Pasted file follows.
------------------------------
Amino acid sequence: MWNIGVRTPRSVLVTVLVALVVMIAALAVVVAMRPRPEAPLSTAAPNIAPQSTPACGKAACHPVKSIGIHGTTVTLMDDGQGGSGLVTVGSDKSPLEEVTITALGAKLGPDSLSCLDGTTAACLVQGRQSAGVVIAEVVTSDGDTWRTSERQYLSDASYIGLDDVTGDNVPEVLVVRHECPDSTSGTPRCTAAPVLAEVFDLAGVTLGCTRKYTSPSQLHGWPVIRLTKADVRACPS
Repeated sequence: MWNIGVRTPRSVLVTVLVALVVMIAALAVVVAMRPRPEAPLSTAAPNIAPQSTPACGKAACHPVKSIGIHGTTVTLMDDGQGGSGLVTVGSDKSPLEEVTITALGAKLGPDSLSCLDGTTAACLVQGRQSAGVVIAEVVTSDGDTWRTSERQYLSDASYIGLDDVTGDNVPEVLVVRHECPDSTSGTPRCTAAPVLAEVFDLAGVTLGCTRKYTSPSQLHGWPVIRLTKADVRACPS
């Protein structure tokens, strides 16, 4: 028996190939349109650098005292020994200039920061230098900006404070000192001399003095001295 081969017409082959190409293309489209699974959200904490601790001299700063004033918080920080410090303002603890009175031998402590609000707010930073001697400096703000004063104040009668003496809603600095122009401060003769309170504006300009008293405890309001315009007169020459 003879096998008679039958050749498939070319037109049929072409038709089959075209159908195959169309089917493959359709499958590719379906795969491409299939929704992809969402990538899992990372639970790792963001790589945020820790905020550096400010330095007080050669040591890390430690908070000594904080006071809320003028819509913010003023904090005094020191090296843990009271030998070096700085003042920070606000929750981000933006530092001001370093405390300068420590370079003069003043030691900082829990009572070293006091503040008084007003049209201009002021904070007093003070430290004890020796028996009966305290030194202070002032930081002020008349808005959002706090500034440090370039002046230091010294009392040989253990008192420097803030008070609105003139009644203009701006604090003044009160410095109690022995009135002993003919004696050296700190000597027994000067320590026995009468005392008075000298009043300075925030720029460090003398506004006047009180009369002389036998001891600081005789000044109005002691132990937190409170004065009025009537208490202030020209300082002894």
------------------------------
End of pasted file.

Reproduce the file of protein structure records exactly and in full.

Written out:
Amino acid sequence: MWNIGVRTPRSVLVTVLVALVVMIAALAVVVAMRPRPEAPLSTAAPNIAPQSTPACGKAACHPVKSIGIHGTTVTLMDDGQGGSGLVTVGSDKSPLEEVTITALGAKLGPDSLSCLDGTTAACLVQGRQSAGVVIAEVVTSDGDTWRTSERQYLSDASYIGLDDVTGDNVPEVLVVRHECPDSTSGTPRCTAAPVLAEVFDLAGVTLGCTRKYTSPSQLHGWPVIRLTKADVRACPS
Repeated sequence: MWNIGVRTPRSVLVTVLVALVVMIAALAVVVAMRPRPEAPLSTAAPNIAPQSTPACGKAACHPVKSIGIHGTTVTLMDDGQGGSGLVTVGSDKSPLEEVTITALGAKLGPDSLSCLDGTTAACLVQGRQSAGVVIAEVVTSDGDTWRTSERQYLSDASYIGLDDVTGDNVPEVLVVRHECPDSTSGTPRCTAAPVLAEVFDLAGVTLGCTRKYTSPSQLHGWPVIRLTKADVRACPS
């Protein structure tokens, strides 16, 4: 028996190939349109650098005292020994200039920061230098900006404070000192001399003095001295 081969017409082959190409293309489209699974959200904490601790001299700063004033918080920080410090303002603890009175031998402590609000707010930073001697400096703000004063104040009668003496809603600095122009401060003769309170504006300009008293405890309001315009007169020459 003879096998008679039958050749498939070319037109049929072409038709089959075209159908195959169309089917493959359709499958590719379906795969491409299939929704992809969402990538899992990372639970790792963001790589945020820790905020550096400010330095007080050669040591890390430690908070000594904080006071809320003028819509913010003023904090005094020191090296843990009271030998070096700085003042920070606000929750981000933006530092001001370093405390300068420590370079003069003043030691900082829990009572070293006091503040008084007003049209201009002021904070007093003070430290004890020796028996009966305290030194202070002032930081002020008349808005959002706090500034440090370039002046230091010294009392040989253990008192420097803030008070609105003139009644203009701006604090003044009160410095109690022995009135002993003919004696050296700190000597027994000067320590026995009468005392008075000298009043300075925030720029460090003398506004006047009180009369002389036998001891600081005789000044109005002691132990937190409170004065009025009537208490202030020209300082002894």